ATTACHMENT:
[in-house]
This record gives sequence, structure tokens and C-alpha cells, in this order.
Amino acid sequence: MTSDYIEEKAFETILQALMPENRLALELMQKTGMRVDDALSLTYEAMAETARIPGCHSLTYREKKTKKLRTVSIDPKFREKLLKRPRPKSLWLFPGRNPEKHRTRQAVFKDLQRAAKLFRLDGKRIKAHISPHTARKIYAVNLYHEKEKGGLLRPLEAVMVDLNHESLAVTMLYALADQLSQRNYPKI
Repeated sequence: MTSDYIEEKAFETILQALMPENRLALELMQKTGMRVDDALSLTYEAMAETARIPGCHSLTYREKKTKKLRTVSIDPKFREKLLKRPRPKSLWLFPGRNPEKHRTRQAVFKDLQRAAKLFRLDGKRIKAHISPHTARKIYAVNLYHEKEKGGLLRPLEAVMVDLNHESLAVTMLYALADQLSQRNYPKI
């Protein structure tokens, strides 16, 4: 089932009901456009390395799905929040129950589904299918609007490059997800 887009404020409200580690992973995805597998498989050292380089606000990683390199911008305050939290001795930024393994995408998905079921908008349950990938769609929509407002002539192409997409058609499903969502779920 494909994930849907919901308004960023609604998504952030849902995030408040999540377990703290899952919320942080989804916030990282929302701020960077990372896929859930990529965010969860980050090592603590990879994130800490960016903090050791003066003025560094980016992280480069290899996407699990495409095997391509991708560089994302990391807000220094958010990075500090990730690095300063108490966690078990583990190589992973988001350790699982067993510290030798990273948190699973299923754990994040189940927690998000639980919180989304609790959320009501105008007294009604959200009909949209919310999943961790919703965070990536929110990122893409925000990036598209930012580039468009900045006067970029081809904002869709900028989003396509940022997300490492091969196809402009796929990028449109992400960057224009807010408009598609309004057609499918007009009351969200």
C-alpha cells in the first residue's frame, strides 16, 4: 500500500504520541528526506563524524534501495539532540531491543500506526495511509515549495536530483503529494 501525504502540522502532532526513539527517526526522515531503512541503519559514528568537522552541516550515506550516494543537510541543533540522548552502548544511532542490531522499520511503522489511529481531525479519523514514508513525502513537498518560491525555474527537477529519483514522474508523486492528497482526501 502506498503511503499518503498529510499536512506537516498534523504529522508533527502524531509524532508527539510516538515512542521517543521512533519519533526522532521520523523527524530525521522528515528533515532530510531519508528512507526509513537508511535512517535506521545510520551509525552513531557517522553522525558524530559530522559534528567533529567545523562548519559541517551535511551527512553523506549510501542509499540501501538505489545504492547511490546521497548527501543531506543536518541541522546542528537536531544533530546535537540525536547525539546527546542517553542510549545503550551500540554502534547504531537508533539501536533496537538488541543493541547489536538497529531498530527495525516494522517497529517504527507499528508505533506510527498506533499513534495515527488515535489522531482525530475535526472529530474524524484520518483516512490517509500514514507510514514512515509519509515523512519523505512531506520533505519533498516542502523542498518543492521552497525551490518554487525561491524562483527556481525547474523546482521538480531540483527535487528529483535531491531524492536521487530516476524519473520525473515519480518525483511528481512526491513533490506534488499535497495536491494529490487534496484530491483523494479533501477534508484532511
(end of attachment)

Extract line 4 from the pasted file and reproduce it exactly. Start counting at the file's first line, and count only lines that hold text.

Repeated sequence: MTSDYIEEKAFETILQALMPENRLALELMQKTGMRVDDALSLTYEAMAETARIPGCHSLTYREKKTKKLRTVSIDPKFREKLLKRPRPKSLWLFPGRNPEKHRTRQAVFKDLQRAAKLFRLDGKRIKAHISPHTARKIYAVNLYHEKEKGGLLRPLEAVMVDLNHESLAVTMLYALADQLSQRNYPKI